Now you are probably sitting in front of a machine called a personal computer. You certainly know how to operate this machine and make it perform a variety of functions. If you break down, you may even be able to solve the problem and do some basic repairs. But what else do you know about your computer? Do you know how this works?
If you’re like most people, you have no idea how the machine you spend a lot of time working with works. The same goes for your cell phone or television. Did you know that printed circuit boards (PCBs) are the technological bricks and mortars that bring together much of the technology we rely on every day?
PCBs are those flat and green pieces with many metal lines found inside a computer or telephone. Generally constructed from fiberglass or ceramic, they are used to provide a base and conductive pathways through an electronic product.
In layman’s terms, every component of your cell phone needs to be physically and electronically connected to each other. These metal lines on the green plate are conductive paths, usually copper, that are placed on the plate by a process very similar to that of screen printing.
Because electronic components can not simply be placed on the phone, they need a solid foundation on which to sit, and that’s where the PCB comes in. The PCB is a strong base for all the parts and conducting paths that connect them.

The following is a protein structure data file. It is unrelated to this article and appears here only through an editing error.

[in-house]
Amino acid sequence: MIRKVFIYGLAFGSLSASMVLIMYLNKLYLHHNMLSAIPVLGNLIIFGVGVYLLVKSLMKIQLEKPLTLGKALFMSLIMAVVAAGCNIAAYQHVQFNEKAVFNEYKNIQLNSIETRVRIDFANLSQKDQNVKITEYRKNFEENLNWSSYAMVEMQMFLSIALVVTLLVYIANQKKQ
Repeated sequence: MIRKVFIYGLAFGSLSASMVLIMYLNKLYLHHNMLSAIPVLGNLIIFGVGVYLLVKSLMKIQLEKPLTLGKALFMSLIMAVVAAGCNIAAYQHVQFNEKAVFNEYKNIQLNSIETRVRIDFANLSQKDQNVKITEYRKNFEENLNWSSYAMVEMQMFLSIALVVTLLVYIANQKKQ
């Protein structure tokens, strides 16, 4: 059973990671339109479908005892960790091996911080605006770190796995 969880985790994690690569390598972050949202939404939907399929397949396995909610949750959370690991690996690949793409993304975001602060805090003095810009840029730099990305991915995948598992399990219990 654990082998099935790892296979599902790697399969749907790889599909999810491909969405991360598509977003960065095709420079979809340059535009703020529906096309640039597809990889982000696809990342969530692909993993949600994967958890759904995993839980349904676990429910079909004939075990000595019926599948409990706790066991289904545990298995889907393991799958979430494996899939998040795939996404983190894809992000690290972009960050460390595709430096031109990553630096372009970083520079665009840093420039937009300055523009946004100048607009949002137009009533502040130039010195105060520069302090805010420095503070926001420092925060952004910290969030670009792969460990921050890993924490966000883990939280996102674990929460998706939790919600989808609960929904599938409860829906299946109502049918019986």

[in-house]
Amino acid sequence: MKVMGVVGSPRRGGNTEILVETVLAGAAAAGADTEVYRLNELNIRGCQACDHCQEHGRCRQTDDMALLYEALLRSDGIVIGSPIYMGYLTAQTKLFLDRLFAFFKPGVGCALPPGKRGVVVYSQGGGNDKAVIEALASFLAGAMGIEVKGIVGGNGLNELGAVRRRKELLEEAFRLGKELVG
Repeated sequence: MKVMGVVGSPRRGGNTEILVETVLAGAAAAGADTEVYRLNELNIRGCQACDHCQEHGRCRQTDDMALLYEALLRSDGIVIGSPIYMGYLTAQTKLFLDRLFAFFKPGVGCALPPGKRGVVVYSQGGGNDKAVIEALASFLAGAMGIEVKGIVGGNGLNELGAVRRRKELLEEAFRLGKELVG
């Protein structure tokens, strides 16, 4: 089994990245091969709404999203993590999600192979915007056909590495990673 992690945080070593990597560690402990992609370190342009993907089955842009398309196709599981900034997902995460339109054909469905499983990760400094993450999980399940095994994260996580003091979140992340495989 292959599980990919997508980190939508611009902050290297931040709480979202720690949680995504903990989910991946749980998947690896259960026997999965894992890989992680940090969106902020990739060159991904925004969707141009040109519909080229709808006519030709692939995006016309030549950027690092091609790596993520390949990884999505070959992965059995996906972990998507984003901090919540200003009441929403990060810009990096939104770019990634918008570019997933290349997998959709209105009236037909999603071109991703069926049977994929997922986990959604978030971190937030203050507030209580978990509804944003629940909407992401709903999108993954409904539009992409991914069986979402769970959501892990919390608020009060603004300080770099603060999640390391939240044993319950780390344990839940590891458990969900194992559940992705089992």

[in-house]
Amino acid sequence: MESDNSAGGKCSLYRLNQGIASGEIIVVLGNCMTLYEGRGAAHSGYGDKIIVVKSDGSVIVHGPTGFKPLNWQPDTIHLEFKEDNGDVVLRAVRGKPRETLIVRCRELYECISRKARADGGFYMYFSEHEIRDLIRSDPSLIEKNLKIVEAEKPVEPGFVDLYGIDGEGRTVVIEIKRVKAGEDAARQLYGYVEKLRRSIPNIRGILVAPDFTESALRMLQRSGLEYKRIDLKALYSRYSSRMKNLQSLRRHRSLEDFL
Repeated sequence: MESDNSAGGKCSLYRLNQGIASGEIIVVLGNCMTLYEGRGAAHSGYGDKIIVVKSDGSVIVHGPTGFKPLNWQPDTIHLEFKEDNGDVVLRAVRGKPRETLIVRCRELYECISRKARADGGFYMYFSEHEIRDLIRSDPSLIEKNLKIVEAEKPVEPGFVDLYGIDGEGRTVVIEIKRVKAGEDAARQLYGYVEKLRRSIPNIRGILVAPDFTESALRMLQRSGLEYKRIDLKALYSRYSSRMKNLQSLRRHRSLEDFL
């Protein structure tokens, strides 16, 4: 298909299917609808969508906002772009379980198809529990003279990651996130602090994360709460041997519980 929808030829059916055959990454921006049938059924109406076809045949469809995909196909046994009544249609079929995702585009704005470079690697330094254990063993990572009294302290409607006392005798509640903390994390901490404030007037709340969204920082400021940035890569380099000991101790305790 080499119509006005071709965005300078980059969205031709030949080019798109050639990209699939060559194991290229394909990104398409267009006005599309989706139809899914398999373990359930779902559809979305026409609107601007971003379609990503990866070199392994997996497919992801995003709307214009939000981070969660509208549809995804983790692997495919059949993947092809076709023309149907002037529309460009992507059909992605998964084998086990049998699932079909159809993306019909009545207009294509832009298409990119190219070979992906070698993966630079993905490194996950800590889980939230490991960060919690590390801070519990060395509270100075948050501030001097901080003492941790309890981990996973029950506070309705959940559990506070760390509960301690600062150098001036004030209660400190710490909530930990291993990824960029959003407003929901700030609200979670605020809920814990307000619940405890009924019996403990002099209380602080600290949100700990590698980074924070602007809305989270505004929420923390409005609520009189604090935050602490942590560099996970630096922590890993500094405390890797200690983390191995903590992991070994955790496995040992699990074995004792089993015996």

Although the first PCBs were used on radios in the late 1930s, they actually matured during World War II, when they were used in the fuse of anti-aircraft missiles. After the war, this technology was released back into the civilian world, where its low cost and high resistance made them very attractive for use in consumer electronics.
PCB manufacturing is a constantly evolving process, but the latest innovations have come from the way components are placed on the boards themselves. New surface mount techniques allow the circuits to be placed in the plates, rather than being placed in holes in the plates. The elimination of drilling allows huge savings in the manufacturing process. Of course these are just the bare facts about PCBs, but now you know a little more about the technology that makes up the fabric of modern life.